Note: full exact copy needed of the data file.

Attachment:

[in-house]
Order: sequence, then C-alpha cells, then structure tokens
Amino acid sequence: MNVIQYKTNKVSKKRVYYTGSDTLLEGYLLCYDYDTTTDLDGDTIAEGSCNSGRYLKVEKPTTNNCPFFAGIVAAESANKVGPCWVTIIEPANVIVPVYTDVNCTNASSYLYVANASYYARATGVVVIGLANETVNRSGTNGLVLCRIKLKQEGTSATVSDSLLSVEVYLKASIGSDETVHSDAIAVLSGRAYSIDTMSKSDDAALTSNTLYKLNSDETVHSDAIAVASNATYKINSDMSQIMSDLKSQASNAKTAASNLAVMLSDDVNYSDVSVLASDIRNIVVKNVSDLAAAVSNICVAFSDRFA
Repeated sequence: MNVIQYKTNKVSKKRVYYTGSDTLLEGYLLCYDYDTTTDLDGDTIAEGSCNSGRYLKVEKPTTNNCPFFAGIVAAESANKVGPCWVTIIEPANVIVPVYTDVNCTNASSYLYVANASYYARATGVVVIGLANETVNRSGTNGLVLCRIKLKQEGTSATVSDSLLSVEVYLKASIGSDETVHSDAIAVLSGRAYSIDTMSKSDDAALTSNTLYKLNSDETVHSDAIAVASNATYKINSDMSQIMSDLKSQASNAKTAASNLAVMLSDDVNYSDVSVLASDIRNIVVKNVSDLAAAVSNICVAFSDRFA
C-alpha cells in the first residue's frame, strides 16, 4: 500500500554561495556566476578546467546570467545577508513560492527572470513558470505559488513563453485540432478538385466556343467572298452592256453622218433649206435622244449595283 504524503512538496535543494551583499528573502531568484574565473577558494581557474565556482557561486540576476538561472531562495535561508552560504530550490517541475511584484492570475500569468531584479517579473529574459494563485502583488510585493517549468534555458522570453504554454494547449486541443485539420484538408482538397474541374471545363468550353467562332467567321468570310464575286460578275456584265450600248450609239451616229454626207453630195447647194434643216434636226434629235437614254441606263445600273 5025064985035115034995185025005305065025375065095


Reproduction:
[in-house]
Order: sequence, then C-alpha cells, then structure tokens
Amino acid sequence: MNVIQYKTNKVSKKRVYYTGSDTLLEGYLLCYDYDTTTDLDGDTIAEGSCNSGRYLKVEKPTTNNCPFFAGIVAAESANKVGPCWVTIIEPANVIVPVYTDVNCTNASSYLYVANASYYARATGVVVIGLANETVNRSGTNGLVLCRIKLKQEGTSATVSDSLLSVEVYLKASIGSDETVHSDAIAVLSGRAYSIDTMSKSDDAALTSNTLYKLNSDETVHSDAIAVASNATYKINSDMSQIMSDLKSQASNAKTAASNLAVMLSDDVNYSDVSVLASDIRNIVVKNVSDLAAAVSNICVAFSDRFA
Repeated sequence: MNVIQYKTNKVSKKRVYYTGSDTLLEGYLLCYDYDTTTDLDGDTIAEGSCNSGRYLKVEKPTTNNCPFFAGIVAAESANKVGPCWVTIIEPANVIVPVYTDVNCTNASSYLYVANASYYARATGVVVIGLANETVNRSGTNGLVLCRIKLKQEGTSATVSDSLLSVEVYLKASIGSDETVHSDAIAVLSGRAYSIDTMSKSDDAALTSNTLYKLNSDETVHSDAIAVASNATYKINSDMSQIMSDLKSQASNAKTAASNLAVMLSDDVNYSDVSVLASDIRNIVVKNVSDLAAAVSNICVAFSDRFA
C-alpha cells in the first residue's frame, strides 16, 4: 500500500554561495556566476578546467546570467545577508513560492527572470513558470505559488513563453485540432478538385466556343467572298452592256453622218433649206435622244449595283 504524503512538496535543494551583499528573502531568484574565473577558494581557474565556482557561486540576476538561472531562495535561508552560504530550490517541475511584484492570475500569468531584479517579473529574459494563485502583488510585493517549468534555458522570453504554454494547449486541443485539420484538408482538397474541374471545363468550353467562332467567321468570310464575286460578275456584265450600248450609239451616229454626207453630195447647194434643216434636226434629235437614254441606263445600273 5025064985035115034995185025005305065025375065095